The Hunger Games by Suzanne Collins

Amazon Synopsis: First in the ground-breaking HUNGER GAMES trilogy. Set in a dark vision of the near future, a terrifying reality TV show is taking place. Twelve boys and twelve girls are forced to appear in a live event called The Hunger Games. There is only one rule: kill or be killed. When sixteen-year-old Katniss Everdeen steps forward to take her younger sister's place in the games, she sees it as a death sentence. But Katniss has been close to death before. For her, survival is second nature.

Around the time this book became popular I was going into the "Twilight Cloud of Denial" where I had been exposed to so much negativity about the series that I gave up on liking it. Add the hormones of being an 11 year old girl in her first year in high school at an all girls school and you get a girl who has a constant mood (still does sometimes) on and has all but abandoned the YA genre, although it was not know as that at the time really, in exchange for more adult books in the form of historical fiction. Don't get me wrong, I still love historical fiction but at this time I was reading maybe a book every 6 months and it was by Phillipa Gregory. They actually teach this book as part of the lower school English course so it has been staring at me for weeks from a shelf in my classroom. Finally though when the second film for this franchise was about to come out I bucked up the courage to start the first book with the intention of reading the first two before I went to go see the movie. Life gets in the way though and I only finished this one about an hour after seeing the second movie.

In part 1 of the book, the world of Panem is established. It is a bleak and dangerous place to live, especially in the lower districts where food is scarce.Collins has successfully created a world which has such overt social class it is laughable, especially when you meet people from the other districts. The world is a scary place and I found myself really being able to imagine what the world looked like but of course you can never truly know what it would be like but Collins gives you a pretty good idea. When the games are introduced I found myself really tense and kind of scared as I began to think what it would be like to be in such desperate circumstances. Collins really emphasised the position of the people and how they were not able to do anything to stop this horrible tradition.

Katniss Everdeen is the narrator of this story and at first she kind of bummed me out. Her moody demeanour was not something I wanted after a day at school with the prospect of homework in between chapters. As the story develops though you begin to understand thoroughly about her and how her need to be strong is justified and eventually works to her advantage in some ways. She still seems to be emotionally stunted but it is clear that as the books go on she will begin to open up more.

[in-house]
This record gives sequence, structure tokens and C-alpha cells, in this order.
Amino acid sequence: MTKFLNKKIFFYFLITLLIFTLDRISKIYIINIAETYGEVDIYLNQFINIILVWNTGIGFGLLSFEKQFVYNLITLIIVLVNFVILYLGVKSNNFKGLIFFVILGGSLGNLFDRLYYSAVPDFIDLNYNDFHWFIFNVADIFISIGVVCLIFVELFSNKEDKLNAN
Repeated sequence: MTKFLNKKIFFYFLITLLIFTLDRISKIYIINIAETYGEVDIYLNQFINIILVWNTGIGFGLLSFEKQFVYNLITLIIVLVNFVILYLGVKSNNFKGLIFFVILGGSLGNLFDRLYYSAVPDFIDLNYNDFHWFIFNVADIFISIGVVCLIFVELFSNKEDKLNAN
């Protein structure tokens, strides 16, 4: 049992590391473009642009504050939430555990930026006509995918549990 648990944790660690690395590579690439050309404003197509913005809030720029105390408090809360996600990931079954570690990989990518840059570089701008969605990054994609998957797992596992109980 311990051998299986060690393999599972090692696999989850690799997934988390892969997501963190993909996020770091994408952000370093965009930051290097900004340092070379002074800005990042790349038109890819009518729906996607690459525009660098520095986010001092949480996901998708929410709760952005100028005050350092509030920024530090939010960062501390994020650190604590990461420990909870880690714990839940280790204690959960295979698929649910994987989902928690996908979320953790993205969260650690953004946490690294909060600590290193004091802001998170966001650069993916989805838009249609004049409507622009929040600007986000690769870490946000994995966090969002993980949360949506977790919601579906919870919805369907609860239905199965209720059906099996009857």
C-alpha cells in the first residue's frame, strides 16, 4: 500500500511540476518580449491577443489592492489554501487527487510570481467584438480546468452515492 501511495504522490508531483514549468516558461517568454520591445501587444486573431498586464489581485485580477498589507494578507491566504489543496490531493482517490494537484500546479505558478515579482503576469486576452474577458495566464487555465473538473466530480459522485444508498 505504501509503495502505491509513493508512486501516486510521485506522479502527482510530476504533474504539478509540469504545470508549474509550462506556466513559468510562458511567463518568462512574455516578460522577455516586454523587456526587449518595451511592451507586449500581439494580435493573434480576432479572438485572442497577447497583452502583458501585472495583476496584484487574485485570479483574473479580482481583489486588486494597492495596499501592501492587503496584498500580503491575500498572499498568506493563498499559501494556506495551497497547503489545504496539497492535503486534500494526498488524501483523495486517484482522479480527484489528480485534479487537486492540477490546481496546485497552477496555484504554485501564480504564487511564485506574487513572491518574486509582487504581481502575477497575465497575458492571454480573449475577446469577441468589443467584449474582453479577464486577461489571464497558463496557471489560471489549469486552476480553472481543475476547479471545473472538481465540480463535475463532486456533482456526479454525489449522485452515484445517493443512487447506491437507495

The weird romance triangle in this story meant that it was pretty clear I was going to be team Peeta. I mean common! We barely see Gale in the book and, despite my thinking Peeta was a bit whiny in the first movie, we see he loves to have a good moan about everything and its mother. He seemed like the weakest character to me purely because he seemed quite bitter about his life, which I don't blame him for but it was a kind of selfish bitterness where the Capitol had done it to make his life hell personally. I hate people like this let alone book characters. People who think they are owed something by the world for breathing make me want to slam my head against the door and I know because I have been acquainted with a couple in my lifetime. They also tend to be the ones to act stupidly later in life in an attempt to feed their narcissism so I am a little suspicious of Gale and what he will do later on. Peeta was the last character I expected to like. I pictured him to be like Evan in The 5th Wave. The baker with emotional issues. He ended up being a sarcastic and sensitive character who knew how to exploit his emotions in favour of the games. In the first movie I just took this as whimpiness but when I watched the second movie I feel this side of him was explored more.

The action in this book was none stop. I found myself perched on my bed about 2cm from the page it was so tense. The fight and survival scenes seemed so realistic and were well written. It was graphic but not overly gruesome like some books are. There is nothing worse than a fight scene with half the stuff in their having no purpose. 

This book was a fast paced story which explored the realm of dictatorship and fear within an oppressed society whilst kicking. The chapters were too long so it took a while to get through but I will most definitely been reading the rest of this trilogy.

Rating: 4.7/5


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